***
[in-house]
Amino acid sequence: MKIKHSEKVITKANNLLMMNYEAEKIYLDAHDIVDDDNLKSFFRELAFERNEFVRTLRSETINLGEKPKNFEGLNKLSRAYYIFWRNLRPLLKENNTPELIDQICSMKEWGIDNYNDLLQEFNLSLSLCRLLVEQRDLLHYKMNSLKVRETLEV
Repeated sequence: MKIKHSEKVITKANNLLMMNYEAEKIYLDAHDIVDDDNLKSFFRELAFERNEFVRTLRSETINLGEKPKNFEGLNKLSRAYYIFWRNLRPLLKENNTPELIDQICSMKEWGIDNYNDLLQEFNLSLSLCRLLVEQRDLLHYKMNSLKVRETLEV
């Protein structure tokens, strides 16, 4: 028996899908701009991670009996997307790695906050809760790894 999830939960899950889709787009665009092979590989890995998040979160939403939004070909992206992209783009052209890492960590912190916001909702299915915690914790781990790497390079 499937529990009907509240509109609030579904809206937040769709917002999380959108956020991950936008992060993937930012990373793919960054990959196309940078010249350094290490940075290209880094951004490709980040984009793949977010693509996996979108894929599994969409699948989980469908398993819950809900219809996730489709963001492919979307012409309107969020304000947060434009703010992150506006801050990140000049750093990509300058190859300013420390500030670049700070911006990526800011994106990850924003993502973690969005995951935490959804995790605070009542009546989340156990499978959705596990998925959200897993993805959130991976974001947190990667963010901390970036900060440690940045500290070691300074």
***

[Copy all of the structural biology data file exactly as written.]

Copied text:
[in-house]
Amino acid sequence: MKIKHSEKVITKANNLLMMNYEAEKIYLDAHDIVDDDNLKSFFRELAFERNEFVRTLRSETINLGEKPKNFEGLNKLSRAYYIFWRNLRPLLKENNTPELIDQICSMKEWGIDNYNDLLQEFNLSLSLCRLLVEQRDLLHYKMNSLKVRETLEV
Repeated sequence: MKIKHSEKVITKANNLLMMNYEAEKIYLDAHDIVDDDNLKSFFRELAFERNEFVRTLRSETINLGEKPKNFEGLNKLSRAYYIFWRNLRPLLKENNTPELIDQICSMKEWGIDNYNDLLQEFNLSLSLCRLLVEQRDLLHYKMNSLKVRETLEV
């Protein structure tokens, strides 16, 4: 028996899908701009991670009996997307790695906050809760790894 999830939960899950889709787009665009092979590989890995998040979160939403939004070909992206992209783009052209890492960590912190916001909702299915915690914790781990790497390079 499937529990009907509240509109609030579904809206937040769709917002999380959108956020991950936008992060993937930012990373793919960054990959196309940078010249350094290490940075290209880094951004490709980040984009793949977010693509996996979108894929599994969409699948989980469908398993819950809900219809996730489709963001492919979307012409309107969020304000947060434009703010992150506006801050990140000049750093990509300058190859300013420390500030670049700070911006990526800011994106990850924003993502973690969005995951935490959804995790605070009542009546989340156990499978959705596990998925959200897993993805959130991976974001947190990667963010901390970036900060440690940045500290070691300074």